President Donald Trump’s decision to suspend refugee admissions to the United States and block the citizens of seven Muslim-majority countries has been criticized as a violation of longstanding U.S. law and an abdication of fundamental American values. Although administration officials argue that the policy will help further American security interests, many experts believe it will do the opposite – handing extremists a powerful recruitment tool and alienating allies in the fight against terrorism.
The new refugee policy aligns with Trump’s promise to make U.S. national security and foreign policy more unpredictable. But as the president develops a new strategy to defeat the self-proclaimed Islamic State group, he should not introduce unconventional approaches that betray bedrock American principles and bolster our enemies. Instead, if Trump wants to shake things up in his effort to safeguard American citizens against terrorism, he should rely upon the inclusion of a group that is often overlooked but is of substantial strategic value: women.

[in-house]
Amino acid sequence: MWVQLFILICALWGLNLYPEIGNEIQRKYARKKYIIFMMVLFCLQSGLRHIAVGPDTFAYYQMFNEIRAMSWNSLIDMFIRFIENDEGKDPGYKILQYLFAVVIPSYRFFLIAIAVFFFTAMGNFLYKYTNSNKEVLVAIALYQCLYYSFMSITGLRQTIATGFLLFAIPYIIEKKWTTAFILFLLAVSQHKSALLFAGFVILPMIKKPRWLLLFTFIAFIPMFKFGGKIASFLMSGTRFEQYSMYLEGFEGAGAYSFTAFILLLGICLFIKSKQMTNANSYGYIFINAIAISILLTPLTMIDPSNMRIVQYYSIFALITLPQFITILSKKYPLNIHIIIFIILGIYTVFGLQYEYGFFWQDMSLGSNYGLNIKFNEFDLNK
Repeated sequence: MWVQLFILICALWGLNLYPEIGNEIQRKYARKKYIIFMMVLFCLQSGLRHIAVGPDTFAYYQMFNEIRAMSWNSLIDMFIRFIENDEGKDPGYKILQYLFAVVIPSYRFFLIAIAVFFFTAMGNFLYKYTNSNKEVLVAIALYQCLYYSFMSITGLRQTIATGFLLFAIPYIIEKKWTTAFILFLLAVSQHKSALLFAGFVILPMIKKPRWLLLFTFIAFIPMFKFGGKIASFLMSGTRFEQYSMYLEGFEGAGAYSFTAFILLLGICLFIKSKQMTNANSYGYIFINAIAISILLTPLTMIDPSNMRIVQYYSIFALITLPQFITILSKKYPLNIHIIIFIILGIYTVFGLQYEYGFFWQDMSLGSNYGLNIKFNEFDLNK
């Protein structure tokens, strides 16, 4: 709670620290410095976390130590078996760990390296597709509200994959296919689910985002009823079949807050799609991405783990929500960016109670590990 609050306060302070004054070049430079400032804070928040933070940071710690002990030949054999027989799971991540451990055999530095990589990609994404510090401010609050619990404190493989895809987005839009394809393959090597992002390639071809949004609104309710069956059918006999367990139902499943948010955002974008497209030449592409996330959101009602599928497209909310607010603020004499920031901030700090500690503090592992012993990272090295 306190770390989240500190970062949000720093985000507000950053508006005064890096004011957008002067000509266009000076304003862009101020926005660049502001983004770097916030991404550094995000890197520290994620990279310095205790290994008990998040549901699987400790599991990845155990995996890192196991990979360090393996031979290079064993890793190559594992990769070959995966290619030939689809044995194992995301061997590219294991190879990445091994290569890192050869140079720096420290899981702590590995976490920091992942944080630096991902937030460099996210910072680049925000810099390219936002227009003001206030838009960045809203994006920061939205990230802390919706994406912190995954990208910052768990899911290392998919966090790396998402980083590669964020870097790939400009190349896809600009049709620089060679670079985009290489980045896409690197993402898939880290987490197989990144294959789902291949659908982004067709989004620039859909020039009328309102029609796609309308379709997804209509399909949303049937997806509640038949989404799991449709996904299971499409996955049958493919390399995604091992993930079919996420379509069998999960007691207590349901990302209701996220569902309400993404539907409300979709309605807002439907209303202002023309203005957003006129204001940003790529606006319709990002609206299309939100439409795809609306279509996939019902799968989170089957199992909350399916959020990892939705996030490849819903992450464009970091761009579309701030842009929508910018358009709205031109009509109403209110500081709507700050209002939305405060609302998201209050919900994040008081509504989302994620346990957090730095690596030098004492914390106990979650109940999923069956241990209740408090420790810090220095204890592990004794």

According to our recent Council on Foreign Relations report, research shows that women are well-positioned to detect early signs of radicalization because their rights and physical integrity are often the first targets of fundamentalists. A qualitative analysis of 30 countries across the Middle East, North Africa and South Asia found that women were substantially more likely than men to be early victims of extremism. Indeed, restrictions on women’s rights have accompanied the rise of extremist groups – particularly those with fundamentalist religious ideologies – across the globe, as has been documented with the Taliban in Afghanistan, Boko Haram in Nigeria and the self-proclaimed Islamic State group.
Women’s central roles in many families and communities also afford them a unique vantage point from which to recognize unusual patterns of behavior and signs of impending conflict, such as arms mobilization and weapons caching. In Kosovo, for example, women were the first in their communities to voice concerns when young men were amassing weapons, heading into the local hills and training. Indeed, Kosovar women reported signs of impending conflict well before violence broke out; however, because no adequate reporting systems were in place to make use of their insights, their concerns went unheeded.